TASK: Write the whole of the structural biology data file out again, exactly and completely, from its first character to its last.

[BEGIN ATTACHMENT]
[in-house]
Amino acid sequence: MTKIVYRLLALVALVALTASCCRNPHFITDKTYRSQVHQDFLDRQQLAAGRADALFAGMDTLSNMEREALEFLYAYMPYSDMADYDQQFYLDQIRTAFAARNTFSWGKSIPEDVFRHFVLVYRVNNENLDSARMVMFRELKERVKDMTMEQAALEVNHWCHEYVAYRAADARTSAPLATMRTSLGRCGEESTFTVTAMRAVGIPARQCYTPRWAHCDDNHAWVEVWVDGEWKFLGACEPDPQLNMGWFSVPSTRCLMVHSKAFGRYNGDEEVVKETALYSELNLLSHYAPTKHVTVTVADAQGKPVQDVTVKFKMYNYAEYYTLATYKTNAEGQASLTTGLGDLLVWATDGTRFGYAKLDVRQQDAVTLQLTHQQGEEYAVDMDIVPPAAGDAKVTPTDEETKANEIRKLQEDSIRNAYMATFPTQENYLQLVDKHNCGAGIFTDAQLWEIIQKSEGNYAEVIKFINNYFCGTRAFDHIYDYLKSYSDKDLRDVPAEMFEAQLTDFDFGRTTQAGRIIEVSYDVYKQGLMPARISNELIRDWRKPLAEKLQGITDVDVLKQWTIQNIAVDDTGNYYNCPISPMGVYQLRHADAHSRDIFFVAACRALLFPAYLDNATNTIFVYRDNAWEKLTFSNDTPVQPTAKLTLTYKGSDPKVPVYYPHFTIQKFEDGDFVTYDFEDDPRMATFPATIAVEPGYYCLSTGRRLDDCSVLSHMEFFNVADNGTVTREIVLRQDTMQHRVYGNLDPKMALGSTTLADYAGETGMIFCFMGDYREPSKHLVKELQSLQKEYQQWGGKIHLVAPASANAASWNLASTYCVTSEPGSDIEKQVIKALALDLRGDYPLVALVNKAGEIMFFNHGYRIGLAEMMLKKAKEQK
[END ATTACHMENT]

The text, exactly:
[in-house]
Amino acid sequence: MTKIVYRLLALVALVALTASCCRNPHFITDKTYRSQVHQDFLDRQQLAAGRADALFAGMDTLSNMEREALEFLYAYMPYSDMADYDQQFYLDQIRTAFAARNTFSWGKSIPEDVFRHFVLVYRVNNENLDSARMVMFRELKERVKDMTMEQAALEVNHWCHEYVAYRAADARTSAPLATMRTSLGRCGEESTFTVTAMRAVGIPARQCYTPRWAHCDDNHAWVEVWVDGEWKFLGACEPDPQLNMGWFSVPSTRCLMVHSKAFGRYNGDEEVVKETALYSELNLLSHYAPTKHVTVTVADAQGKPVQDVTVKFKMYNYAEYYTLATYKTNAEGQASLTTGLGDLLVWATDGTRFGYAKLDVRQQDAVTLQLTHQQGEEYAVDMDIVPPAAGDAKVTPTDEETKANEIRKLQEDSIRNAYMATFPTQENYLQLVDKHNCGAGIFTDAQLWEIIQKSEGNYAEVIKFINNYFCGTRAFDHIYDYLKSYSDKDLRDVPAEMFEAQLTDFDFGRTTQAGRIIEVSYDVYKQGLMPARISNELIRDWRKPLAEKLQGITDVDVLKQWTIQNIAVDDTGNYYNCPISPMGVYQLRHADAHSRDIFFVAACRALLFPAYLDNATNTIFVYRDNAWEKLTFSNDTPVQPTAKLTLTYKGSDPKVPVYYPHFTIQKFEDGDFVTYDFEDDPRMATFPATIAVEPGYYCLSTGRRLDDCSVLSHMEFFNVADNGTVTREIVLRQDTMQHRVYGNLDPKMALGSTTLADYAGETGMIFCFMGDYREPSKHLVKELQSLQKEYQQWGGKIHLVAPASANAASWNLASTYCVTSEPGSDIEKQVIKALALDLRGDYPLVALVNKAGEIMFFNHGYRIGLAEMMLKKAKEQK